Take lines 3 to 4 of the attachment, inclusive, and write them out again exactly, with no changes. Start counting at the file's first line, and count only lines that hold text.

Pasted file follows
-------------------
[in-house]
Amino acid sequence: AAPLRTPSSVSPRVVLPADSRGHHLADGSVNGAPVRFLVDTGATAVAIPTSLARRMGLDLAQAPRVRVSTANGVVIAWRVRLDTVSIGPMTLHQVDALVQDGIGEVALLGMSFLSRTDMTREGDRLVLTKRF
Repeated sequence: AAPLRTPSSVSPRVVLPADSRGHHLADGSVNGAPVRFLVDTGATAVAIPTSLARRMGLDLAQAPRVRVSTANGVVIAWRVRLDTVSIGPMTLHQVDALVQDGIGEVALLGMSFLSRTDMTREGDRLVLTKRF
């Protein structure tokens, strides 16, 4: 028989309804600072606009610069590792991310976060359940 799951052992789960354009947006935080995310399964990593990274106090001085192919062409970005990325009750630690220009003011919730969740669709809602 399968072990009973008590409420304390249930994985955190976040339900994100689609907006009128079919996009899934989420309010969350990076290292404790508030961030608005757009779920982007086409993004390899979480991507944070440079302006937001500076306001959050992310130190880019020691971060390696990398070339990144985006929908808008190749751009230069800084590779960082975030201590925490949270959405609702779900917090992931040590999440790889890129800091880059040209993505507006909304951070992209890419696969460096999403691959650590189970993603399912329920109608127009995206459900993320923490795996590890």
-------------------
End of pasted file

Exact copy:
Repeated sequence: AAPLRTPSSVSPRVVLPADSRGHHLADGSVNGAPVRFLVDTGATAVAIPTSLARRMGLDLAQAPRVRVSTANGVVIAWRVRLDTVSIGPMTLHQVDALVQDGIGEVALLGMSFLSRTDMTREGDRLVLTKRF
């Protein structure tokens, strides 16, 4: 028989309804600072606009610069590792991310976060359940 799951052992789960354009947006935080995310399964990593990274106090001085192919062409970005990325009750630690220009003011919730969740669709809602 399968072990009973008590409420304390249930994985955190976040339900994100689609907006009128079919996009899934989420309010969350990076290292404790508030961030608005757009779920982007086409993004390899979480991507944070440079302006937001500076306001959050992310130190880019020691971060390696990398070339990144985006929908808008190749751009230069800084590779960082975030201590925490949270959405609702779900917090992931040590999440790889890129800091880059040209993505507006909304951070992209890419696969460096999403691959650590189970993603399912329920109608127009995206459900993320923490795996590890």